Foreign Drugs Raise Safety Concerns
January 6, 2004
Thanks largely to the Internet, Americans are buying more drugs than ever before from Canada and at least 25 other countries, including Austria, China, Ireland, Italy, Israel and Mexico.
The Food and Drug Administration repeatedly warns such drugs raise serious safety concerns: They could be counterfeit, contaminated, expired, mislabeled or mishandled. The agency won't vouch for the quality of imported foreign drugs or those sold over the Internet, since there is no way to determine the origin of the drugs, their quality, their effectiveness, or if they endanger health.
Consider these documented examples:
- Turkey, 1993: A pharmacist tries to sell baking powder to a patient as a genuine prescription drug. He is arrested by police.
- Haiti, 1996: At least 88 children die after taking counterfeit antipyretic syrup for relief of pain and fever.
- Kansas City, 2002: Authorities arrest a local pharmacist for diluting cancer drugs given to hundreds of patients while selling the medications at full price.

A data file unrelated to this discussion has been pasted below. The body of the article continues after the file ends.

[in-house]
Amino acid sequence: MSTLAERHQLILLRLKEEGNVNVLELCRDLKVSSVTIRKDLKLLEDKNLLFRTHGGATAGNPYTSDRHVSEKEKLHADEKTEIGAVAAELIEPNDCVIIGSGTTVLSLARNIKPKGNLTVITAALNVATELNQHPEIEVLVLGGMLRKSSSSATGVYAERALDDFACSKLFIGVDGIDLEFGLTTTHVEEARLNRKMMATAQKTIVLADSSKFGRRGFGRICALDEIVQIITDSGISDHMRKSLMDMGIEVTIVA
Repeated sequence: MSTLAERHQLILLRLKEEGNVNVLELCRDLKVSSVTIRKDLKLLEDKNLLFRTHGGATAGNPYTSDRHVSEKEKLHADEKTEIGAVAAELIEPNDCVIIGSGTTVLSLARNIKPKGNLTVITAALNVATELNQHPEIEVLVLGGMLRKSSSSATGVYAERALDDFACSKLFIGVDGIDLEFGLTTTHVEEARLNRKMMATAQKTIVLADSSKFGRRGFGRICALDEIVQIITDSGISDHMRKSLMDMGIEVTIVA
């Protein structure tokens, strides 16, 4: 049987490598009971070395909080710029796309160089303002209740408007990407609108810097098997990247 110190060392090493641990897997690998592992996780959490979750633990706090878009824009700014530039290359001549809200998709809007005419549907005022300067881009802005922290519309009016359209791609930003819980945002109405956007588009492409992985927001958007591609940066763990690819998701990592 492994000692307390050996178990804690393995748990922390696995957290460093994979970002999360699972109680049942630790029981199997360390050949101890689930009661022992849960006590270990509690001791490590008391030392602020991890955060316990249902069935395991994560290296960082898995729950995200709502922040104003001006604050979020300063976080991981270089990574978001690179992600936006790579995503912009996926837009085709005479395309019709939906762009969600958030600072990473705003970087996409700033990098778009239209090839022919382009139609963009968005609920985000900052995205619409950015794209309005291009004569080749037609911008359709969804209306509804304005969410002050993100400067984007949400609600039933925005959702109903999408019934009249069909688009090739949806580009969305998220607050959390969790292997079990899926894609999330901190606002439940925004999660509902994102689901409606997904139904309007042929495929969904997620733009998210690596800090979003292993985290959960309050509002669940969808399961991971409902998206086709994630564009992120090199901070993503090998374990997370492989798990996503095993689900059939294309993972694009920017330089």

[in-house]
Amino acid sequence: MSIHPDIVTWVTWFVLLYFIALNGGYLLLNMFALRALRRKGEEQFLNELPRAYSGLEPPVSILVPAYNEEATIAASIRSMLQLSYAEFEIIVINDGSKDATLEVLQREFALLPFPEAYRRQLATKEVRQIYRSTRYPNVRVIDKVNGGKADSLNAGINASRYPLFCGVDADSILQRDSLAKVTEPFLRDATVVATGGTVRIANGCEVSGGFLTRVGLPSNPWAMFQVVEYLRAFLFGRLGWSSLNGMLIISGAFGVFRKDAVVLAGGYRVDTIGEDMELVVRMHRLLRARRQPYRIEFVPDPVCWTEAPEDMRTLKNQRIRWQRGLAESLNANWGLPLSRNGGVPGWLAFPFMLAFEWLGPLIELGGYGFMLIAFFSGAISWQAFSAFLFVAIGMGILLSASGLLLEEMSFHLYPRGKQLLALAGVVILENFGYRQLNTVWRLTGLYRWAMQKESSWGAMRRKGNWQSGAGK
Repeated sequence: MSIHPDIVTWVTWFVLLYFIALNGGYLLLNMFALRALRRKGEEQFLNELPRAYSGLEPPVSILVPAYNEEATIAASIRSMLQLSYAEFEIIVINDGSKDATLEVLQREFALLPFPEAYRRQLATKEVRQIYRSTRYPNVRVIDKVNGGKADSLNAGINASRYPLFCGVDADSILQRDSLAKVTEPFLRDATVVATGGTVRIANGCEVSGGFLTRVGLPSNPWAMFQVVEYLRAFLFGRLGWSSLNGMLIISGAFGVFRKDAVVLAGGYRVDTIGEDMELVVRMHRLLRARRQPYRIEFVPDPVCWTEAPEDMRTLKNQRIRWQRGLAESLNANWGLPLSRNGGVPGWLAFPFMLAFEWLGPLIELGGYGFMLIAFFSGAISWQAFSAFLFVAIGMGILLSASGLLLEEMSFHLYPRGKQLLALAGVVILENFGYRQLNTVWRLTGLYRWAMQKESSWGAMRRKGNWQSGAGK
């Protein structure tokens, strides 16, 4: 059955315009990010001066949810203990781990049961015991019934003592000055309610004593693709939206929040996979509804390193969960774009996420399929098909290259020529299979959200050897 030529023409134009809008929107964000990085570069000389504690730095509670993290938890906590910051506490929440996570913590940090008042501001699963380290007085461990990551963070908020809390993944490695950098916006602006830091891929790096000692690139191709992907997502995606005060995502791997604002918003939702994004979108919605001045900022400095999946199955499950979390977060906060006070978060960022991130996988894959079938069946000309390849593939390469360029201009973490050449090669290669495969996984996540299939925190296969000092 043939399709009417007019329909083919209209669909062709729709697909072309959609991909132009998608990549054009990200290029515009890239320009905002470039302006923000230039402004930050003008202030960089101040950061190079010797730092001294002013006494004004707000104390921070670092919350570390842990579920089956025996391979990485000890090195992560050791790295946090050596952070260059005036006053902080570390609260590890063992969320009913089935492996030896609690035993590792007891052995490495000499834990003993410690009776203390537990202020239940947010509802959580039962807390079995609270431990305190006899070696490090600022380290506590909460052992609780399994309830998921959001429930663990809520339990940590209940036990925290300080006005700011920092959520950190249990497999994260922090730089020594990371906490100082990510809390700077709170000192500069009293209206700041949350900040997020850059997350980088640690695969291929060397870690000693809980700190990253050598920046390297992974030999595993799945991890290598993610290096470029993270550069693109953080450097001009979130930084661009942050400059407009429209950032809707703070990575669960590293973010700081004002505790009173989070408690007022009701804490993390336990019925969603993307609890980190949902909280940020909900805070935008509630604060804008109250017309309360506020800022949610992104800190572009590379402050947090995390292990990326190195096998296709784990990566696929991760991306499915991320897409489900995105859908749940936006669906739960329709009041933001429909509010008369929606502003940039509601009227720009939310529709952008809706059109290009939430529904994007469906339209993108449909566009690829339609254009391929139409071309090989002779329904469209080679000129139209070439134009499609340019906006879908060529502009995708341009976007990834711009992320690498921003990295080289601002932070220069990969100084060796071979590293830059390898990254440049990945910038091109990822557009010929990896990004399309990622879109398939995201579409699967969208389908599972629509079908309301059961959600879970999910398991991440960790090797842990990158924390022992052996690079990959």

The World Health Organization estimated in 2000 that about 8 percent of bulk drugs imported to the United States are counterfeit, unapproved, or substandard. The FDA has told Congress it has little information about such shipments. According to FDA officials, it would require hundreds of millions of dollars, years of planning, and additional staff to monitor the large-scale importation being suggested by Illinois Governor Rod Blagojevich and others.
Loopholes in current federal and state regulations make it difficult to follow the drug trail. Some states erect few barriers against setting up shop as a wholesaler, and no nationally applicable law requires distributors to document a drug's origin or quality as it makes its way to the consumer.
Source: Conrad F. Meier, "Drug Importation Roulette," Health Care News, November 1, 2003, Heartland Institute.
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